The Internationale Walter Benjamin Gesellschaft/International Walter Benjamin Society pursues the purpose of supporting research on Benjamin’s life and work, and of discussing the creative and visionary potential of his writings and trailblazing view of modernism.

It thus intends:

--- to further interdisciplinary exchanges of views on Benjamin’s works and their reception and topicality

--- to provide critical reflection of the role of the individual (and specifically the intellectual) in society, and to develop concepts for the future

--- to conduct research into the relationship between history, memory, and cultural recollection within social and political change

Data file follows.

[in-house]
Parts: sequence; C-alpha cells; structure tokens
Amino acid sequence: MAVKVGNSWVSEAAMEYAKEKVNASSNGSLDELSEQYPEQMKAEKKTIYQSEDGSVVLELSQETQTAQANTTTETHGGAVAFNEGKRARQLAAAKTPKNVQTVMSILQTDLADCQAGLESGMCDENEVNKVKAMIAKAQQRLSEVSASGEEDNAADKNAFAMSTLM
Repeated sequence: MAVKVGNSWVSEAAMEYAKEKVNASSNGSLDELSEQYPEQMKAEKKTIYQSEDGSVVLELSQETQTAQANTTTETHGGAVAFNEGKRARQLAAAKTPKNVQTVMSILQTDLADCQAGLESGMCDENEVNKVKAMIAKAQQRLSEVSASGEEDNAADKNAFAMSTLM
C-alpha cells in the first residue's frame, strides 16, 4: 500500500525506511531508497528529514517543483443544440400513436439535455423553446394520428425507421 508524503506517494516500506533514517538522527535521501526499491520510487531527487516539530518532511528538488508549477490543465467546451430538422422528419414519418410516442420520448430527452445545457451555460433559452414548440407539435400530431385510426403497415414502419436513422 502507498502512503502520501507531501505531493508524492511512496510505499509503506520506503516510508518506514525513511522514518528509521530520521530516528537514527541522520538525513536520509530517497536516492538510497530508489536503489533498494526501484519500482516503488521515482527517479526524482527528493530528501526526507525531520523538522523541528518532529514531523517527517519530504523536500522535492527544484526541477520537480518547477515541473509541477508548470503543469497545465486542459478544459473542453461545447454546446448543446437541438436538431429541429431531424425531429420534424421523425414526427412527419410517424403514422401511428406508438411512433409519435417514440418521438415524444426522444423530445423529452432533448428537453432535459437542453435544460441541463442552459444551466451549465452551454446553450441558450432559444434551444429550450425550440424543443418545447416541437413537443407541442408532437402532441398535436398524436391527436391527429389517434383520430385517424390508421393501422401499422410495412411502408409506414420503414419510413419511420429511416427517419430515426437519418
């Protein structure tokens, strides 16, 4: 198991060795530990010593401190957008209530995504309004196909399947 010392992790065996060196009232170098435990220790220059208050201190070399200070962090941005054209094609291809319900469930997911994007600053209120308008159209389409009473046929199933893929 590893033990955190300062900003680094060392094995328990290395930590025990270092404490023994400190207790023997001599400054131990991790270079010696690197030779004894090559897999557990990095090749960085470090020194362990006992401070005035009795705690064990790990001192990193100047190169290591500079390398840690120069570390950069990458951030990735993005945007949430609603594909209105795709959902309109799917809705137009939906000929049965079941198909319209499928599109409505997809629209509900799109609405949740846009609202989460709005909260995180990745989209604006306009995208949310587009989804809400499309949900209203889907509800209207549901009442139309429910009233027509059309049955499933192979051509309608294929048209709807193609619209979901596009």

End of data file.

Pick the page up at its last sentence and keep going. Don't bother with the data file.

--- to examine the history and present manifestations of exile and emigration, inclusive of the social and political function of old and new frontiers

--- to analyze the development of art and culture in a global media society, and to subject this to theoretical and philosophical discussion

--- to conduct research into the social and economic impact of disparities in participation in information and information technology

--- to foster discussion on basic questions of politics